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Long barrow 650m NNW of Lythel's Farm

List Entry Summary

This monument is scheduled under the Ancient Monuments and Archaeological Areas Act 1979 as amended as it appears to the Secretary of State to be of national importance. This entry is a copy, the original is held by the Department for Culture, Media and Sport.

Name: Long barrow 650m NNW of Lythel's Farm

List entry Number: 1020843

Location

The monument may lie within the boundary of more than one authority.

County: Cambridgeshire

District: East Cambridgeshire

District Type: District Authority

Parish: Swaffham Bulbeck

National Park: Not applicable to this List entry.

Grade: Not applicable to this List entry.

Date first scheduled: 12-Mar-2003

Date of most recent amendment: Not applicable to this List entry.

Legacy System Information

The contents of this record have been generated from a legacy data system.

Legacy System: RSM

UID: 33384

Asset Groupings

This list entry does not comprise part of an Asset Grouping. Asset Groupings are not part of the official record but are added later for information.

List entry Description

Summary of Monument

Legacy Record - This information may be included in the List Entry Details.

Reasons for Designation

Long barrows were constructed as earthen or drystone mounds with flanking ditches and acted as funerary monuments during the Early and Middle Neolithic periods (3400-2400 BC). They represent the burial places of Britain's early farming communities and, as such, are amongst the oldest field monuments surviving visibly in the present landscape. Where investigated, long barrows appear to have been used for communal burial, often with only parts of the human remains having been selected for interment. Certain sites provide evidence for several phases of funerary monument preceding the barrow and, consequently, it is probable that long barrows acted as important ritual sites for local communities over a considerable period of time. Some 500 examples of long barrows and long cairns, their counterparts in the uplands, are recorded nationally. As one of the few types of Neolithic structure to survive as earthworks, and due to their comparative rarity, their considerable age and their longevity as a monument type, all long barrows are considered to be nationally important.

The long barrow 650m NNW of Lythel's Farm is well-preserved, having been protected by overlying deposits of peat and clay. It will contain a range of information relating to the barrow's construction, the manner and duration of its use, as well as ritual and domestic activity on the site. Buried soils underneath the mound will retain valuable archaeological evidence concerning land use in the area prior to the construction of the barrow. Given the location of the long barrow on the edge of the fen and River Cam valley, it is possible that the deeper deposits in the ditch are waterlogged and contain rare organic materials. These will provide information on environmental conditions (eg climate, flora and fauna) since its construction. The monument has additional importance as part of a wider landscape in which early prehistoric remains are unusually well preserved.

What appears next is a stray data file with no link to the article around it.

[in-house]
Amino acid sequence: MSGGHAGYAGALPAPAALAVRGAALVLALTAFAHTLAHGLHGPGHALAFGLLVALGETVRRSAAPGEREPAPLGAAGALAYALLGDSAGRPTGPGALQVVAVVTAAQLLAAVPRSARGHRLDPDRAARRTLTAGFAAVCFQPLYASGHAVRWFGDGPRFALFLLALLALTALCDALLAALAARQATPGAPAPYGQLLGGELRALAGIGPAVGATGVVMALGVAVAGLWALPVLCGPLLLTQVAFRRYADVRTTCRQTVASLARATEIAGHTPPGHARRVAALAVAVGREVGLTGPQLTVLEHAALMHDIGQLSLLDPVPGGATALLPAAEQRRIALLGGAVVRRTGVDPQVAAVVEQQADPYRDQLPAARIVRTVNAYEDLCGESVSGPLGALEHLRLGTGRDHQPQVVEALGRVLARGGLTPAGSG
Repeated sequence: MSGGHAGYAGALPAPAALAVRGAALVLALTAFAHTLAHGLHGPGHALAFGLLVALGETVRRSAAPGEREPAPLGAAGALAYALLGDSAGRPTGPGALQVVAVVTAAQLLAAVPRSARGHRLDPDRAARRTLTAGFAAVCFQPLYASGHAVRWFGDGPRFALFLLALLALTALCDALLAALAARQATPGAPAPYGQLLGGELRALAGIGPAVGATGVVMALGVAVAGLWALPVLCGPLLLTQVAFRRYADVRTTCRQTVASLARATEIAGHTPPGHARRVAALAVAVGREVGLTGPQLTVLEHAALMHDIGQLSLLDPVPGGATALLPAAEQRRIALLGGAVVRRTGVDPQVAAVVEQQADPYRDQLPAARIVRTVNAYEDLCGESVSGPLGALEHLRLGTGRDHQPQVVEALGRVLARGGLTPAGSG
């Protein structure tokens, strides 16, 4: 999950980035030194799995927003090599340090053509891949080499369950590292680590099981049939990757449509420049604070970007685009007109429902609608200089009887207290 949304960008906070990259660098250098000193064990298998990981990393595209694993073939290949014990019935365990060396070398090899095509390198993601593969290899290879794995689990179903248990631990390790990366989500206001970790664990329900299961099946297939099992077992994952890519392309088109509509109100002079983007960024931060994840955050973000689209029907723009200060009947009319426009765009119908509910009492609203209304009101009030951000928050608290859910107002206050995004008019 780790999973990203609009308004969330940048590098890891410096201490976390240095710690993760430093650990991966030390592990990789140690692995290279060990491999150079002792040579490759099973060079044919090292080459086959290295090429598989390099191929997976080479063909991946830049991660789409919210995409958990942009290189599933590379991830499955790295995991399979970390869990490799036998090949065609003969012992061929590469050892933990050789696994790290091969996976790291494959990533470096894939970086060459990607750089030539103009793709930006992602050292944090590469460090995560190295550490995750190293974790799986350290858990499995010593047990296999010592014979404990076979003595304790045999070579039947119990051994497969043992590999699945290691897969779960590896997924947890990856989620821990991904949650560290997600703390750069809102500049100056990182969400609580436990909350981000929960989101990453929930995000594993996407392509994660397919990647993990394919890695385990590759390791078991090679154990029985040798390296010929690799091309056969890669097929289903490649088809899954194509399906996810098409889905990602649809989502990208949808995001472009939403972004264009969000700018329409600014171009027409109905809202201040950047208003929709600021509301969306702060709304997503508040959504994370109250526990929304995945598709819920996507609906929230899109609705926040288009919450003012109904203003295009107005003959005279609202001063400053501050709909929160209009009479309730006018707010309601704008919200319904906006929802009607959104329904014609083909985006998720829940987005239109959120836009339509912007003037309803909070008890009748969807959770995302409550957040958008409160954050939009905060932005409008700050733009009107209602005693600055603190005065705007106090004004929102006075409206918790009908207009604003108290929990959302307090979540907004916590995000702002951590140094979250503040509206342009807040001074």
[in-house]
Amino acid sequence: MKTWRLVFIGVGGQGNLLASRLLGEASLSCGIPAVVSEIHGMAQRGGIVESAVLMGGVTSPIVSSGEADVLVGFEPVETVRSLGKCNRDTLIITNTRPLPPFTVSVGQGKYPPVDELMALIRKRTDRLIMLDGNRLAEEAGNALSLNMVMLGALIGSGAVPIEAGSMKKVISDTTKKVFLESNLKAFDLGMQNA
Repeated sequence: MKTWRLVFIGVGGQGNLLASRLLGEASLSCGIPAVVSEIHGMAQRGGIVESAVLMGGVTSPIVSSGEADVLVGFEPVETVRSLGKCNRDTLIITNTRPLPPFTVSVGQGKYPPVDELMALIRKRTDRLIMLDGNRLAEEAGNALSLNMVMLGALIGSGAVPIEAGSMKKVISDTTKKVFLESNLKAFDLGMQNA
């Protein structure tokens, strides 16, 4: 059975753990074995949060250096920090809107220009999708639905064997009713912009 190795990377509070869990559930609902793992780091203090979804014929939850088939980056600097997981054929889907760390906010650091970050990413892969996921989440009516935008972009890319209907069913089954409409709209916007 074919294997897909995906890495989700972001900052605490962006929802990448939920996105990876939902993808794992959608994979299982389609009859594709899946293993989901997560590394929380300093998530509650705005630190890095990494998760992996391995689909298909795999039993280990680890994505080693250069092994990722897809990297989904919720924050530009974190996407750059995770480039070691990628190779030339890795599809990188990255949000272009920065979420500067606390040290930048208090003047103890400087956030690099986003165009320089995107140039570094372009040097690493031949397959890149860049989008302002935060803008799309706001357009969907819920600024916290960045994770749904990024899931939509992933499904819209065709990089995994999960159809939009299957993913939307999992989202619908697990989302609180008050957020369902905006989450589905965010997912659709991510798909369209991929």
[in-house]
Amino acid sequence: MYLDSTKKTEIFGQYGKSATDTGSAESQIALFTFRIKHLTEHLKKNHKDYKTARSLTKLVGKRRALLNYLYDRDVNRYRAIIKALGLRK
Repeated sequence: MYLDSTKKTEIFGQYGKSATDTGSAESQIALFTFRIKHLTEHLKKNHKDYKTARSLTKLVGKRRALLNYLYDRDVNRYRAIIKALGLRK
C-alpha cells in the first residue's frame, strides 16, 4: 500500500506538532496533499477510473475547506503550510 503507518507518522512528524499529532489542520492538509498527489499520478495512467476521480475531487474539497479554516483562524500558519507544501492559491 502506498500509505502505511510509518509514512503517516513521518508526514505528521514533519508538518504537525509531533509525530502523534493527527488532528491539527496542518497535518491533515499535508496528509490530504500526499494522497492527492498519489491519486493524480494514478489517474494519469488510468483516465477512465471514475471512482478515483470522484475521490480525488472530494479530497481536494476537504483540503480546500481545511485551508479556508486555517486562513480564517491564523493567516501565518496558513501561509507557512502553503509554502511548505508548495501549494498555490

History

Legacy Record - This information may be included in the List Entry Details.

Details

The monument includes a long barrow situated 650m NNW of Lythel's Farm, on the highest point in a field that gently slopes down to Swaffham Bulbeck Lode. It has been covered and protected by later deposits of marine clay and peat from which the crown of the mound now emerges. It is visible as a sandy gravel rise, aligned ENE-WSW, which stands 0.3m high and measures 37m long by 22m wide. The deeper-lying remains of the barrow, including an encircling ditch from which earth was dug in the construction of the mound, are preserved underneath the fen deposits. By comparison with examples excavated elsewhere in the area, the ditch is thought to measure about 5m wide. On top of the mound one Neolithic pottery fragment was found, which was originally part of the mound material and was brought to the surface by ploughing. The long barrow is situated on the very edge of the prehistoric fen, where it once met the River Cam. The area, with its mixture of wetter and drier grounds and easy access along the waterways, acted as a focus for prehistoric activity, leaving a wide range of evidence, including scattered Neolithic flint tools and working debris, as well as settlement remains.

MAP EXTRACT The site of the monument is shown on the attached map extract. It includes a 5 metre boundary around the archaeological features, considered to be essential for the monument's support and preservation.

Selected Sources

Legacy Record - This information may be included in the List Entry Details

National Grid Reference: TL 52828 66960

Map

Map
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This copy shows the entry on 12-Dec-2017 at 08:26:51.

End of official listing